While it’s common to see meat-based ragus appearing on tables all over the world along with everyone’s favourite, spag bol, I truly hope that inside the next five years, ground tuna trim and scraps will be available to buy over the counter in both markets and stores so this meat-based dish can have a fish makeover.
This doesn’t mean taking more tuna out of the water – it means seeing to it that every last scrap of all the fish that are caught is consumed before the next fish is taken. Don’t limit the potential of this ragu to only pasta – this is also a great addition to mashed potatoes, polenta, rice or loaded into a toasted sandwich.
Josh Niland’s tuna bolognaise
Preparation time: cooling time + 30 minutes
Cooking time: 3 hours
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1.5kg boneless, skinless tuna trim
1kg brown onions, peeled and chopped
750g carrots, peeled and chopped
4 celery stalks, tops removed, chopped
75g garlic cloves, peeled and minced
400ml grapeseed oil
300ml white wine
180g tomato paste (concentrated puree)
2.5kg crushed tomatoes (tinned is fine)
1 fresh bay leaf
Pinch of freshly grated nutmeg
6 cups water
Salt and pepper, to taste
Place the tuna in the freezer. Once below 0°C, mince through a 2mm grind plate. Keep in the refrigerator until required.
Combine all the chopped vegetables and garlic together in a bowl. In batches, pulse the vegetables together in a food processor to finely chop.
In a large pan set over a high heat, add 150ml of the grapeseed oil and allow it to begin to smoke. Add half the tuna mince to the pan and use a whisk to break it apart so that all the mince separates. (You want to fry the mince quickly with minimal liquid coming off it and maximum colour achieved, so that the mince doesn’t boil in its own juices and dry out.) Remove the mince and set aside in a colander to drain off the oil. Repeat with a further 150ml of grapeseed oil and the remaining mince.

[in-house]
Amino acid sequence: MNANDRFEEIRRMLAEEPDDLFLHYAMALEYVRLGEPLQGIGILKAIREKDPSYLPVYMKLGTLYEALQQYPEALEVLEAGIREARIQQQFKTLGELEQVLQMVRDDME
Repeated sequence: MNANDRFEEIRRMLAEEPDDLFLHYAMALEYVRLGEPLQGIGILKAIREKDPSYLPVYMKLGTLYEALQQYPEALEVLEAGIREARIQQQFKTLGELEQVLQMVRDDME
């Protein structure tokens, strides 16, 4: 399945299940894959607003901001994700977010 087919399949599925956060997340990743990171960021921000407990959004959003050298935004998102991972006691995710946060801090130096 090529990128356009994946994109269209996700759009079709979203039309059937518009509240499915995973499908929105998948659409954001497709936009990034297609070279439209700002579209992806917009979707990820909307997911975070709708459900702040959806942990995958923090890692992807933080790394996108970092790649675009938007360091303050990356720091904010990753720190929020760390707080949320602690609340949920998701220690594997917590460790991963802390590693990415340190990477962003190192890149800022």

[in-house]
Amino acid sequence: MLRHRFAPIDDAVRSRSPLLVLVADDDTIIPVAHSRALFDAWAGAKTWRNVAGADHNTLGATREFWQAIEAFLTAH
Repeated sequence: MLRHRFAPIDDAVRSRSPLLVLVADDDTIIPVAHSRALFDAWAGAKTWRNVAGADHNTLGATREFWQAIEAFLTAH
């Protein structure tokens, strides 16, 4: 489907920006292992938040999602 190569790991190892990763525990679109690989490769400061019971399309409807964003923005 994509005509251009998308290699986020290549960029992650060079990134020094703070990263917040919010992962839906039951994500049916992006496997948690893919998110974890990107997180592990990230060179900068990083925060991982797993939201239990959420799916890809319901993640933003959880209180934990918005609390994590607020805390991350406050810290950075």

Using the same pan, add the remaining 100ml of grapeseed oil and allow the pan to reach a light haze over a medium heat. Add the vegetables to the hot pan and sweat for approximately 15 minutes, seasoning well with a healthy pinch of salt.
Cook until the vegetables have fully softened, the moisture has left the pan and the oil begins to fry the vegetables again, then add the white wine to deglaze the pan. Use a spoon to lift off the sediment that has stuck to the base of the pan. Add the tomato paste and cook for 3 minutes.
Return the mince to the pan along with the crushed tomatoes, bay leaf, nutmeg and water. Bring to a boil, then turn down to a simmer so it is bubbling gently and cook out for 2½ hours until the tuna is tender.
You are looking for the sauce to have thickened and reduced well, the colour to have deepened to a dark red and the oil to emerge on the surface. The finished bolognaise can be stored in either the refrigerator or freezer.
This is an edited extract from Fish Butchery by Josh Niland, Hardie Grant Books. Available in stores nationally.